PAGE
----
And if we ever grow complacent in our heart response to God’s Word, whatever our background, whatever the label over our church, whatever vibrancy we may think we have . . . well, we cannot stand still.  Let’s be sure that we continue to live in the reality of responding to God’s Word.  Let’s pray for ourselves and those around us to be good hearers, to have hearts hungry to hear from God.  What is the state of your heart, and mine, in respect to how we hear?  How are we when we listen to others preach?  How are we when the conversation goes to biblical things?  How are we in our own conversation with God?  Are we hearing well?

May Mark 4:1-25 do its work in us, and maybe if we need convincing, take a look at Psalm 1 as back-up . . . after all, we are not self-determined closed beings, but people made to live responsively to what we hear.

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6 Responses to The Greatest Peril for Bible Churches?

  1. Gretchen October 9, 2014 at 2:07 pm #

    Thanks for this, Peter. It reminded me of a post you did a few years back regarding Bible reading. Here’s the link for anyone who wants to read it:

    That post talked about how, when we don’t desire to read our Bibles, it should serve as a warning light and draw us to pray that our hearts will be transformed. And as you point out here, we need to take the condition of our hearts seriously and be praying for others and for ourselves that our hearts will be responsive to God’s Word, whether through reading or hearing.

    I’m just now in the Psalms in my current read-through, so I appreciated the reference to Psalm 1! May our hearts always delight in God’s Word!

  2. Tony Thomas October 9, 2014 at 4:02 pm #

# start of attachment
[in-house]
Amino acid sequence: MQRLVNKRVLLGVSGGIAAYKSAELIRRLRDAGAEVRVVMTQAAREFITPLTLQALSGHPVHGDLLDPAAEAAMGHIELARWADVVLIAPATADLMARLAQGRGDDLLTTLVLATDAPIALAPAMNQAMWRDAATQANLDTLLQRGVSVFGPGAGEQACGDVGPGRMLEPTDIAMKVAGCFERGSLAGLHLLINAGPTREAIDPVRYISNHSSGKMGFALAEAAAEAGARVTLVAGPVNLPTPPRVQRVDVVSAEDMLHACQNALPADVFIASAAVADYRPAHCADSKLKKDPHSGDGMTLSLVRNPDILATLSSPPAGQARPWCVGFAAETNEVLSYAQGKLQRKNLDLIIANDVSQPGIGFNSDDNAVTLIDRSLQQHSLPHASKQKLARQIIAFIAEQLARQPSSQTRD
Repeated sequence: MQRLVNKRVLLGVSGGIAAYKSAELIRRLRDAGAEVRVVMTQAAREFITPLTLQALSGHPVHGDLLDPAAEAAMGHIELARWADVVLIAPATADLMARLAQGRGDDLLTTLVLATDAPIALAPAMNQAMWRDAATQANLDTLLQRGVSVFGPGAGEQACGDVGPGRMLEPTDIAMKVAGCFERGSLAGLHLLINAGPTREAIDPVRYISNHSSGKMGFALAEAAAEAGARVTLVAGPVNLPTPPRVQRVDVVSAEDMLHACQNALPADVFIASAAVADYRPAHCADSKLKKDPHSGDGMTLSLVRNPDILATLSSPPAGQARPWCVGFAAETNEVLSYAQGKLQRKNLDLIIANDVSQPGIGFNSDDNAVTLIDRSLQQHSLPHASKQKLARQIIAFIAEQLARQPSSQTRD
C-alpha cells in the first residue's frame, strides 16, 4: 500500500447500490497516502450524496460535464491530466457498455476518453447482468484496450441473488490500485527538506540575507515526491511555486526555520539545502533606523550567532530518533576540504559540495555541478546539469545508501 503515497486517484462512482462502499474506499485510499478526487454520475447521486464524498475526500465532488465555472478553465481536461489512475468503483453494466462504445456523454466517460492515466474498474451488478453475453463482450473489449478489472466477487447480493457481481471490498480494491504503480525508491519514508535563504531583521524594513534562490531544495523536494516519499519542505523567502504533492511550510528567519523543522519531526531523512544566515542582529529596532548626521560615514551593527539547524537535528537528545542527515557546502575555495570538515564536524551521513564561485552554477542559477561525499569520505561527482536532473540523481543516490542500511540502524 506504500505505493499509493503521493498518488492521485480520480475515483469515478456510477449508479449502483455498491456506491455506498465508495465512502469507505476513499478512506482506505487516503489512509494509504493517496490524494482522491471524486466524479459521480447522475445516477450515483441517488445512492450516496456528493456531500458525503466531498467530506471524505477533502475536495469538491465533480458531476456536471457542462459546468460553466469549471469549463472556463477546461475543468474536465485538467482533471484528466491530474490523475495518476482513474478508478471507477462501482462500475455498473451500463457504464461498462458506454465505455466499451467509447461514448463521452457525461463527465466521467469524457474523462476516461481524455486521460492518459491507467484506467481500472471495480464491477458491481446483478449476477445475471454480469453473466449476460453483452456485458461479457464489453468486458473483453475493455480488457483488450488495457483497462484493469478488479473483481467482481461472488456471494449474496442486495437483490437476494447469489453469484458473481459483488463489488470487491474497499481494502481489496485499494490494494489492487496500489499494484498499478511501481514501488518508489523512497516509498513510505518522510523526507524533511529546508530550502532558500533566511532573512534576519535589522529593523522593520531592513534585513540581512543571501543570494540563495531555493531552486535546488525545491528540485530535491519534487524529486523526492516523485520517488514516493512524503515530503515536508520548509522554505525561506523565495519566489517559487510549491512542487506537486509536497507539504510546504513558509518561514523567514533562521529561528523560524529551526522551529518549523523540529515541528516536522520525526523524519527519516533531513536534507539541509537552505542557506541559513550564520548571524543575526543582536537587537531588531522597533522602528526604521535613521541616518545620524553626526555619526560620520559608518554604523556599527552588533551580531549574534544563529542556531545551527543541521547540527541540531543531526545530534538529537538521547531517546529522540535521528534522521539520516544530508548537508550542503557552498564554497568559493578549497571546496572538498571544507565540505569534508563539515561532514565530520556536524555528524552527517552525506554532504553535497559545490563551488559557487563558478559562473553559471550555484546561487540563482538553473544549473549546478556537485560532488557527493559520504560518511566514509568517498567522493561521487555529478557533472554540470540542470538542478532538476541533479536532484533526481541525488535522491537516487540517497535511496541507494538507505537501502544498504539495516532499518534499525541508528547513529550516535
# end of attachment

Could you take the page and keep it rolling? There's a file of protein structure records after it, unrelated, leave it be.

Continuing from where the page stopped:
Whilst a little away from your main point. Whilst we must not loose heart that our witness to ‘infertile soil’ appears to produce no fruit, neither should we give up too readily. Developing the gardening analogy, a good gardener will not give up on infertile ground to readily. Neither then, should we give up on those whom appear not to respond to our witness.

    This analogy is presented by Jesus in Luke 13:8-9 when the gardener asks for a little more time to feed the ground to try and produce the required fruit.

    As far as I can see, in the Bible no-one comes to Christ in an instant. Even Saul’s road to Damascus conversion was not instantaneous as some suggest. He would have heard the gospel from those he persecuted, we know he was there to hear Stephen’s witness, and it was another three days until the “scales fell from his eyes”

    As with many things Biblical there is another teaching which has to be held in tension.

  3. Peter Mead October 9, 2014 at 4:04 pm #

    Thanks Tony, absolutely!

  4. Peter Mead October 9, 2014 at 4:05 pm #

    Thanks for the helpful comment, Gretchen

  5. Daniel Evers December 23, 2015 at 6:20 pm #

    I love this parable. Thanks for the reminder that it’s so important that we take responsibility to hear the word. So many people drift off and even fall asleep in church. It’s so, sad since there is so much heavenly wisdom we can learn from God’s word that builds us up and enriches our lives.

    Ditto on Tony Thomas’s comment above.

  6. Peter Mead December 23, 2015 at 10:56 pm #

    Thanks Daniel, and I hope you have a great Christmas!